As always, thank you for looking.

Wednesday, February 04, 2015

Thumbnail sketches... make a plan

When I work with my students, and when I'm on my game, I make thumbnail sketches as preliminary designs for my paintings.  Sometimes the thumbnail sketches are simple, usually with some indications of value.  I was looking through an older sketchbook and found these sketches, which I used when designing "That's Entertainment" below.  I began the painting at our local art festival where I paint out on the street during the day, chatting with the thousands of visitors.  For this painting, I left indications of the people and their placement, but took photo reference for the details back in the studio.  

Look at Box A, in the picture t0the left.  You can see from above, that I considered placing the two foreground figures farther to the right. I moved them left because their orientation and placement left have them looking into the painting instead of out of the painting.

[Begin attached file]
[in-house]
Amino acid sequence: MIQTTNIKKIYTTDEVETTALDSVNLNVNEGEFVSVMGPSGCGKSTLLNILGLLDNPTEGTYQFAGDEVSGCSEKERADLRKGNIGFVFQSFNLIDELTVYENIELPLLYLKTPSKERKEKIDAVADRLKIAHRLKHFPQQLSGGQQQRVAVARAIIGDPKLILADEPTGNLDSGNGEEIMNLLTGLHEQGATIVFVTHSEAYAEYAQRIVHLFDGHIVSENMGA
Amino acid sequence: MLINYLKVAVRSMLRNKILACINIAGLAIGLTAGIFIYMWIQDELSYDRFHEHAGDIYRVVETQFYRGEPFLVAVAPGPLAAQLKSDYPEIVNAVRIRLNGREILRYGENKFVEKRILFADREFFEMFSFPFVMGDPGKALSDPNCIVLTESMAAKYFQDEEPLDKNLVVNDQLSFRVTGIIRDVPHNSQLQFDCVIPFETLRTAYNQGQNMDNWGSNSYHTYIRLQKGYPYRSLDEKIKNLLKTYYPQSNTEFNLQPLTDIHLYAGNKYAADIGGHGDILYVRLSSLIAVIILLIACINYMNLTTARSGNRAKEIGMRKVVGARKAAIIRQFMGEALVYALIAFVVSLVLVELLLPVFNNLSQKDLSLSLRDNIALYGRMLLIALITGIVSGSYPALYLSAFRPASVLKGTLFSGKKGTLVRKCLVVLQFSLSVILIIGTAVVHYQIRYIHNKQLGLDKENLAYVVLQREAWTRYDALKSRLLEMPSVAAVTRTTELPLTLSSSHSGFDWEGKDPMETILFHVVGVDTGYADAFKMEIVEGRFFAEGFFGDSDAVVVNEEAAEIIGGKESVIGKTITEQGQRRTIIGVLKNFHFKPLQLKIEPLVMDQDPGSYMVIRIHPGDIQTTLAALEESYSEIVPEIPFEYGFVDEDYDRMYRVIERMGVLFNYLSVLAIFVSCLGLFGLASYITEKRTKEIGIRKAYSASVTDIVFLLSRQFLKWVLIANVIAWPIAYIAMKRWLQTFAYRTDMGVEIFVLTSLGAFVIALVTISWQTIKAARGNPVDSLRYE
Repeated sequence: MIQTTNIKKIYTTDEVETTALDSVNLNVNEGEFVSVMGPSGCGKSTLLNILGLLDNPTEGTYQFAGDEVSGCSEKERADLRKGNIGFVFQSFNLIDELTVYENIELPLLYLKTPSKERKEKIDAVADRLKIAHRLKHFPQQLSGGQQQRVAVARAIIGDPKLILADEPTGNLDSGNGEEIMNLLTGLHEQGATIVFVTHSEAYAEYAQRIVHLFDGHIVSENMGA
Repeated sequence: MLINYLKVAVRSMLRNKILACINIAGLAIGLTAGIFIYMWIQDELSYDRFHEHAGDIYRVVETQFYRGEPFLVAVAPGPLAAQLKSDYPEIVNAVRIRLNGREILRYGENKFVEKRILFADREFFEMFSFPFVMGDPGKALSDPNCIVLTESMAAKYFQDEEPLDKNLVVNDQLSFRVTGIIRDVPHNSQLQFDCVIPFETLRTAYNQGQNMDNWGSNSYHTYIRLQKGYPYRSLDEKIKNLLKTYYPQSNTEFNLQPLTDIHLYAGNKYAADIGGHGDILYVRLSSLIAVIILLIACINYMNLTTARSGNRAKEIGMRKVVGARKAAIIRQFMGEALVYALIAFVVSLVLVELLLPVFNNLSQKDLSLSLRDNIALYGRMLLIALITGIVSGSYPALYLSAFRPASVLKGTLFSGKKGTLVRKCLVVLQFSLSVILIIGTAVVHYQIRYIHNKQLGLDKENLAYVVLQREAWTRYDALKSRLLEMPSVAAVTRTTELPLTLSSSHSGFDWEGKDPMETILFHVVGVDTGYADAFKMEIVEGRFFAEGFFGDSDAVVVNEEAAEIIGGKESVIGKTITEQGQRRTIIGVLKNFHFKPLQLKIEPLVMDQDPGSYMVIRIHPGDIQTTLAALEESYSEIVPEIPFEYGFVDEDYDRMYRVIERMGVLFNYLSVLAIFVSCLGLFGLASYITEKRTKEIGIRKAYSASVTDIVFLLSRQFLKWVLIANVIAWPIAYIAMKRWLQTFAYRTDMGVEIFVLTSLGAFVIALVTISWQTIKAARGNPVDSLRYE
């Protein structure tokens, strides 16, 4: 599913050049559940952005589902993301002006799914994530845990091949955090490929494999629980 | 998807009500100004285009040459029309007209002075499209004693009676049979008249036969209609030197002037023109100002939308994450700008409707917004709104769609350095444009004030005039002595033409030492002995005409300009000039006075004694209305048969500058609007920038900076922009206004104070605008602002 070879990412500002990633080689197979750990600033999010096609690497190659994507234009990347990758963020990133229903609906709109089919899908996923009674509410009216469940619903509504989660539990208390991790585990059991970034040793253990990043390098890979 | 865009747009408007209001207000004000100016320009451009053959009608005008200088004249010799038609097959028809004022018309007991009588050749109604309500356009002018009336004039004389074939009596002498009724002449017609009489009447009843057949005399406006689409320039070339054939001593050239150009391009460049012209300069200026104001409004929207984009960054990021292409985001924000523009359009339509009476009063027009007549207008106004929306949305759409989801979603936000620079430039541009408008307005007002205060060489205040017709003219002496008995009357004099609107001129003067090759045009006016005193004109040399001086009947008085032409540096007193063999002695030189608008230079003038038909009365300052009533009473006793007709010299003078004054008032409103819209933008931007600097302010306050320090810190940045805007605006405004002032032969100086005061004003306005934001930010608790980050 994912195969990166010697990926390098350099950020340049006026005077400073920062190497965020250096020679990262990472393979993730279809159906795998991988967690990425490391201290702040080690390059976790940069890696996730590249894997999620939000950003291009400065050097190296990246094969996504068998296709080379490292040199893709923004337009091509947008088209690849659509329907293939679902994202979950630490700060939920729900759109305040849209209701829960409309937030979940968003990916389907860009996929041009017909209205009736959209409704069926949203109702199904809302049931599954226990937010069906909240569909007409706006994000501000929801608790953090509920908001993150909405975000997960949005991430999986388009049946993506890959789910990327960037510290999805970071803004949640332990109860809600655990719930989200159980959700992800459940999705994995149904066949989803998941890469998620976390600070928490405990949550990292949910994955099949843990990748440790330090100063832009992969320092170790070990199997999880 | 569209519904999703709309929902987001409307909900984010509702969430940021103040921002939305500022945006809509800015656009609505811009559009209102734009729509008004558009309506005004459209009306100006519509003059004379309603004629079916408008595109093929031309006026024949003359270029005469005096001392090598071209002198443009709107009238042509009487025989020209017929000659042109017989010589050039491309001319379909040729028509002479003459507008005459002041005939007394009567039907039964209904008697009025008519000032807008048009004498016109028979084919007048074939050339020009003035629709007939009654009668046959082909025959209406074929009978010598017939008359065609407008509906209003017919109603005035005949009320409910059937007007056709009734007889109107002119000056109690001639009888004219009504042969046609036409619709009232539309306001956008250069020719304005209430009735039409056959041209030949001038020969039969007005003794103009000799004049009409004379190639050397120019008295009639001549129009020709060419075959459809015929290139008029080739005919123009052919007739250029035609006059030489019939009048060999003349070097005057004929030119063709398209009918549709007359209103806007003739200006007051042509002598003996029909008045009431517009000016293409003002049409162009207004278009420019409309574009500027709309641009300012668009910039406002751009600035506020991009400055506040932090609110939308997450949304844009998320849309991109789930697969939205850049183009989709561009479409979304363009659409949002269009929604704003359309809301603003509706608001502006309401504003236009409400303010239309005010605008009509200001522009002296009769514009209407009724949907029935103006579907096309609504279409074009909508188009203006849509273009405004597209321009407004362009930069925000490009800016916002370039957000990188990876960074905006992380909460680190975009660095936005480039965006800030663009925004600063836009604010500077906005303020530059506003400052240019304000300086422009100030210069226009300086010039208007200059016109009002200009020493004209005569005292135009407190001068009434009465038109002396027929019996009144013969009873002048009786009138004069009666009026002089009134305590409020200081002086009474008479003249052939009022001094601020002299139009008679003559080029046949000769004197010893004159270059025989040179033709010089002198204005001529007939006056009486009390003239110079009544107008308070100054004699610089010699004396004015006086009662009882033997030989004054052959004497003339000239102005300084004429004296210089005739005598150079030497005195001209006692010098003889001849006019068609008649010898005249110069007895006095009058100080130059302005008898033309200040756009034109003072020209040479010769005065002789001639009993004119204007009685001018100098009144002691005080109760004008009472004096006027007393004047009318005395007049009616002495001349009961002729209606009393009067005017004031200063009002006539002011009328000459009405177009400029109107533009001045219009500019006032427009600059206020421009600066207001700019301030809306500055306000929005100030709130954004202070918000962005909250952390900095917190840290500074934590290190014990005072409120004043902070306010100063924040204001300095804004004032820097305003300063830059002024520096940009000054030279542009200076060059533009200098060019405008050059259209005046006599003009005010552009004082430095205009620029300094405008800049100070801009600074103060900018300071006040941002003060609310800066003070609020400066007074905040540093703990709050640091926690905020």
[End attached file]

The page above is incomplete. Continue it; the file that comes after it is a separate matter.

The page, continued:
I remember debating whether or not to add the clown and I tried him in sketches for placement either closer to the foreground, or more sublimated under the tent as in Box C rather than in Box B.  When I have shown this painting to people over the years, especially children, I have asked if they can find the clown, and use it as an opportunity to discuss design.  I designed the painting to lead your eye down to the clown and then to keep moving around.  I added the clown to enhance the feeling of "festive" in the painting, because even if you don't see him, you can feel him. Also, I figured that if there was a focus under the tent, it would strengthen the painting's sense of space because the figures are all looking into that space... sort of an interesting idea.  I built the space with size, value, interest, color, etc, but also, the people in the painting built the space with their posture.  
I also have a sketch for how to handle the trees in Box D
 Just as an aside, I donated this painting as a fundraiser for the arts festival itself. Happily, and interestingly, the winner was the man in the painting in the blue cap.  

As always, thanks for looking!  I love your comments.